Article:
Society | Feb 01

Post-Divorce Joint Custody Moves Forward: Legal Reforms to Overhaul Current Sole Custody Law

TOKYO, Feb 01 (News On Japan) - The Family Law Division of the Legislative Council of Japan announced on Tuesday a comprehensive draft proposal to revamp the system concerning child upbringing after divorce. The current Civil Code, which mandates sole custody by either the mother or father, is set for a major overhaul to allow the option of joint custody.

This landmark reform allows parents to determine the nature of custody through mutual consultation. In cases where an agreement cannot be reached, the decision will be made by the family court. This move is a significant step in addressing the increasing incidents of non-payment of child support, introducing a mandatory "statutory child support" payment.

Under the proposed changes, both parents will have the opportunity to play an active role in their child's life post-divorce, potentially benefiting the child's well-being and development. The reform aims to balance the rights and responsibilities of both parents while prioritizing the best interests of the child.

The introduction of "statutory child support" is particularly noteworthy. It addresses a longstanding issue where non-custodial parents often evade their financial responsibilities. This mandatory payment ensures that child support is treated as a priority, not as an optional obligation.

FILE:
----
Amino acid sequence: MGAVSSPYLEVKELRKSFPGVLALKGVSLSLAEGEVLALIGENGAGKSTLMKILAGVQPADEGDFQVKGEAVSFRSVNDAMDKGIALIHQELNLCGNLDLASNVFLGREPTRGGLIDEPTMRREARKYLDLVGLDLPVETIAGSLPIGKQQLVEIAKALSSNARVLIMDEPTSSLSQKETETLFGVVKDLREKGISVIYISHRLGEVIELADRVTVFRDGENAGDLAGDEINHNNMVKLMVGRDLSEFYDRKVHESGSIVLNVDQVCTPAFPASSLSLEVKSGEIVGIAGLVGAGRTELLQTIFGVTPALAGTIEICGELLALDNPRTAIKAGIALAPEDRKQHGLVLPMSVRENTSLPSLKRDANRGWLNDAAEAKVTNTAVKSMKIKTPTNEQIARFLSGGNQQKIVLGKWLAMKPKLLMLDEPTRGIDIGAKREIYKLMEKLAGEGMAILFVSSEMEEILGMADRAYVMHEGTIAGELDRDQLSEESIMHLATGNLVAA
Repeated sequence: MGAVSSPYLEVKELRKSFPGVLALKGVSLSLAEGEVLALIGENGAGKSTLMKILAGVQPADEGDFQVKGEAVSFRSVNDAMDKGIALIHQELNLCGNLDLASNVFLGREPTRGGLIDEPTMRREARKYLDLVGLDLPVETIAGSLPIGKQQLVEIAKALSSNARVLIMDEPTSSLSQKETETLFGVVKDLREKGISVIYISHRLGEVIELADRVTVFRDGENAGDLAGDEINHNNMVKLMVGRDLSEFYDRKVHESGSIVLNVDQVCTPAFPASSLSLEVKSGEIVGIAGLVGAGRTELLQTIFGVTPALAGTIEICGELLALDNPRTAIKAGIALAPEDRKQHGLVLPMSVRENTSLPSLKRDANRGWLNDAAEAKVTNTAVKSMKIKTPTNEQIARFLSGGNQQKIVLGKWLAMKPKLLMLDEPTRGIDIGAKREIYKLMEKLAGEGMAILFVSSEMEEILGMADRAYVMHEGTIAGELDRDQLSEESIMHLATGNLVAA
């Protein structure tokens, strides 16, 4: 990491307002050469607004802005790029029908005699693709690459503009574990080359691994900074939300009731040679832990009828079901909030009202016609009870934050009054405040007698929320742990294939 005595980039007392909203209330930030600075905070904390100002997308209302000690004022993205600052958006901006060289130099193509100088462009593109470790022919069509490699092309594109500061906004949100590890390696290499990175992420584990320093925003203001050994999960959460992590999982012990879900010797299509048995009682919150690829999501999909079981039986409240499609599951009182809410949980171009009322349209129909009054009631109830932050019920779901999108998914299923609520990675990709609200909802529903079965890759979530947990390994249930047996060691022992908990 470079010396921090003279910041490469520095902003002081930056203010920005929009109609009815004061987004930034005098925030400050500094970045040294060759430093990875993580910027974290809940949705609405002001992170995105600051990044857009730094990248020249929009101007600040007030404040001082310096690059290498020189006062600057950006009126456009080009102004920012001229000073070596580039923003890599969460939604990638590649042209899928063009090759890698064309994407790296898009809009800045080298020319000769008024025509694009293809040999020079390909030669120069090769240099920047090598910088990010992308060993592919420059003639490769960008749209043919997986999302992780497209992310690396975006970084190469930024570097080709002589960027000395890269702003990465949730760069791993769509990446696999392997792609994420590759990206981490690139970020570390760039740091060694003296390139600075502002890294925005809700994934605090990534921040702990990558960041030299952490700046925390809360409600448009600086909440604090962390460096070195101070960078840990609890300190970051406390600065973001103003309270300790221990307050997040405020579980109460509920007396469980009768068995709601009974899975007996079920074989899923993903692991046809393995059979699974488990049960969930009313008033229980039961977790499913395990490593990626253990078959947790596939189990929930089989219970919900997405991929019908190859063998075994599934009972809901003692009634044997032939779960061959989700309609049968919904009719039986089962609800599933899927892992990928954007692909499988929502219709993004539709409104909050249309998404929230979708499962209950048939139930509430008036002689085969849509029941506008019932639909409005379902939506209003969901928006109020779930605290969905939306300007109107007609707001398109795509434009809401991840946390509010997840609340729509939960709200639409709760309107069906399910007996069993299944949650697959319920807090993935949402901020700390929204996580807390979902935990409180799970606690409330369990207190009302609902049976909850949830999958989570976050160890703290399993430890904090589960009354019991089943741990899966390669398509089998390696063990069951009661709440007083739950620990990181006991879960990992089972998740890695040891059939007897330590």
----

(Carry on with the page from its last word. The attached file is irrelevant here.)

Legal experts and child welfare advocates have long called for such changes, arguing that the current sole custody system often leads to parental alienation and adversely affects the child's emotional health. With these reforms, Japan moves closer to international standards where joint custody is more commonly practiced.

However, the transition to this new system poses challenges. It requires a cultural shift in understanding shared parenting responsibilities and necessitates legal mechanisms to enforce compliance, especially in child support payments.

As the proposal moves towards legislation, it opens a public discourse on the evolving nature of family structures and the legal system's role in supporting children's rights and welfare in post-divorce scenarios.

These changes represent a significant shift in Japan's approach to family law, potentially paving the way for more inclusive and child-centric custody arrangements in the years to come.


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